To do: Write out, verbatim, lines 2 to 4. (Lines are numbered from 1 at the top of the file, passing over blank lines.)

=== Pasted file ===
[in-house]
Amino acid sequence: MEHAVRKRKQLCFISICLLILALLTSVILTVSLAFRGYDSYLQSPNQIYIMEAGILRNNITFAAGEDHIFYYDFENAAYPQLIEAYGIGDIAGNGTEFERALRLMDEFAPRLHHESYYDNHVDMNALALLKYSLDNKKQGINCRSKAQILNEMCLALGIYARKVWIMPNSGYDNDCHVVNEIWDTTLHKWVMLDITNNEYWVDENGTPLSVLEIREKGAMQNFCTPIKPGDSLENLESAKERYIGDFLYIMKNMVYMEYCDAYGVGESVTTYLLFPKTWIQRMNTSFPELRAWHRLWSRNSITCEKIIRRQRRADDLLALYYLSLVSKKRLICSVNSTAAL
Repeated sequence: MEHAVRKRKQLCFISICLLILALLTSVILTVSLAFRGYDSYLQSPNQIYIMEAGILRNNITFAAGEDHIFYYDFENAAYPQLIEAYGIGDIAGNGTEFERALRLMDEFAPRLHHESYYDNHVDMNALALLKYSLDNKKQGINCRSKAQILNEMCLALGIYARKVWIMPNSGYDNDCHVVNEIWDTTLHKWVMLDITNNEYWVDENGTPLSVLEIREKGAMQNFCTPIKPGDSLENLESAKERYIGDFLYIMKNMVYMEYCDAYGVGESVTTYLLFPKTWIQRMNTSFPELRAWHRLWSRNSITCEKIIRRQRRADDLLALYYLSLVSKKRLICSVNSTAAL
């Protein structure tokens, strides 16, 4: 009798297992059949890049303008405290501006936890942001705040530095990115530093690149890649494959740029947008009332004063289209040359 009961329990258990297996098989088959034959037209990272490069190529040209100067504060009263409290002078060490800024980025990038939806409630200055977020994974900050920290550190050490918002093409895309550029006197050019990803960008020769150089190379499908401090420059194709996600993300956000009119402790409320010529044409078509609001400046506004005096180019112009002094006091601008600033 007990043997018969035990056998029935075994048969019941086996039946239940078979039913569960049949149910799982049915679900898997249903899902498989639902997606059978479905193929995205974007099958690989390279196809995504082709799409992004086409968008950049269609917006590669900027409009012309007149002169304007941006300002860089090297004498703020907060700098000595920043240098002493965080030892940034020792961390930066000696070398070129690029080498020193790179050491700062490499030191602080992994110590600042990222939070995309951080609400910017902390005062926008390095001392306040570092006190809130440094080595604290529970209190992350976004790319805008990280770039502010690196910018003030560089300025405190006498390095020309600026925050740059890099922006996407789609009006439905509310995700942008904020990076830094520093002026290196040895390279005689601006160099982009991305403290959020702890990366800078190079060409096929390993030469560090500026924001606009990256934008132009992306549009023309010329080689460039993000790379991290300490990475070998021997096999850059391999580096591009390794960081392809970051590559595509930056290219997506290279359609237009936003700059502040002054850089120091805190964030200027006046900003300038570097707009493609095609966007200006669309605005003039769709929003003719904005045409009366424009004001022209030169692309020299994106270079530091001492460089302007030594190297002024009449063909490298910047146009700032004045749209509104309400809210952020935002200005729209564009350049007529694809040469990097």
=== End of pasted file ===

Amino acid sequence: MEHAVRKRKQLCFISICLLILALLTSVILTVSLAFRGYDSYLQSPNQIYIMEAGILRNNITFAAGEDHIFYYDFENAAYPQLIEAYGIGDIAGNGTEFERALRLMDEFAPRLHHESYYDNHVDMNALALLKYSLDNKKQGINCRSKAQILNEMCLALGIYARKVWIMPNSGYDNDCHVVNEIWDTTLHKWVMLDITNNEYWVDENGTPLSVLEIREKGAMQNFCTPIKPGDSLENLESAKERYIGDFLYIMKNMVYMEYCDAYGVGESVTTYLLFPKTWIQRMNTSFPELRAWHRLWSRNSITCEKIIRRQRRADDLLALYYLSLVSKKRLICSVNSTAAL
Repeated sequence: MEHAVRKRKQLCFISICLLILALLTSVILTVSLAFRGYDSYLQSPNQIYIMEAGILRNNITFAAGEDHIFYYDFENAAYPQLIEAYGIGDIAGNGTEFERALRLMDEFAPRLHHESYYDNHVDMNALALLKYSLDNKKQGINCRSKAQILNEMCLALGIYARKVWIMPNSGYDNDCHVVNEIWDTTLHKWVMLDITNNEYWVDENGTPLSVLEIREKGAMQNFCTPIKPGDSLENLESAKERYIGDFLYIMKNMVYMEYCDAYGVGESVTTYLLFPKTWIQRMNTSFPELRAWHRLWSRNSITCEKIIRRQRRADDLLALYYLSLVSKKRLICSVNSTAAL
């Protein structure tokens, strides 16, 4: 009798297992059949890049303008405290501006936890942001705040530095990115530093690149890649494959740029947008009332004063289209040359 009961329990258990297996098989088959034959037209990272490069190529040209100067504060009263409290002078060490800024980025990038939806409630200055977020994974900050920290550190050490918002093409895309550029006197050019990803960008020769150089190379499908401090420059194709996600993300956000009119402790409320010529044409078509609001400046506004005096180019112009002094006091601008600033 007990043997018969035990056998029935075994048969019941086996039946239940078979039913569960049949149910799982049915679900898997249903899902498989639902997606059978479905193929995205974007099958690989390279196809995504082709799409992004086409968008950049269609917006590669900027409009012309007149002169304007941006300002860089090297004498703020907060700098000595920043240098002493965080030892940034020792961390930066000696070398070129690029080498020193790179050491700062490499030191602080992994110590600042990222939070995309951080609400910017902390005062926008390095001392306040570092006190809130440094080595604290529970209190992350976004790319805008990280770039502010690196910018003030560089300025405190006498390095020309600026925050740059890099922006996407789609009006439905509310995700942008904020990076830094520093002026290196040895390279005689601006160099982009991305403290959020702890990366800078190079060409096929390993030469560090500026924001606009990256934008132009992306549009023309010329080689460039993000790379991290300490990475070998021997096999850059391999580096591009390794960081392809970051590559595509930056290219997506290279359609237009936003700059502040002054850089120091805190964030200027006046900003300038570097707009493609095609966007200006669309605005003039769709929003003719904005045409009366424009004001022209030169692309020299994106270079530091001492460089302007030594190297002024009449063909490298910047146009700032004045749209509104309400809210952020935002200005729209564009350049007529694809040469990097």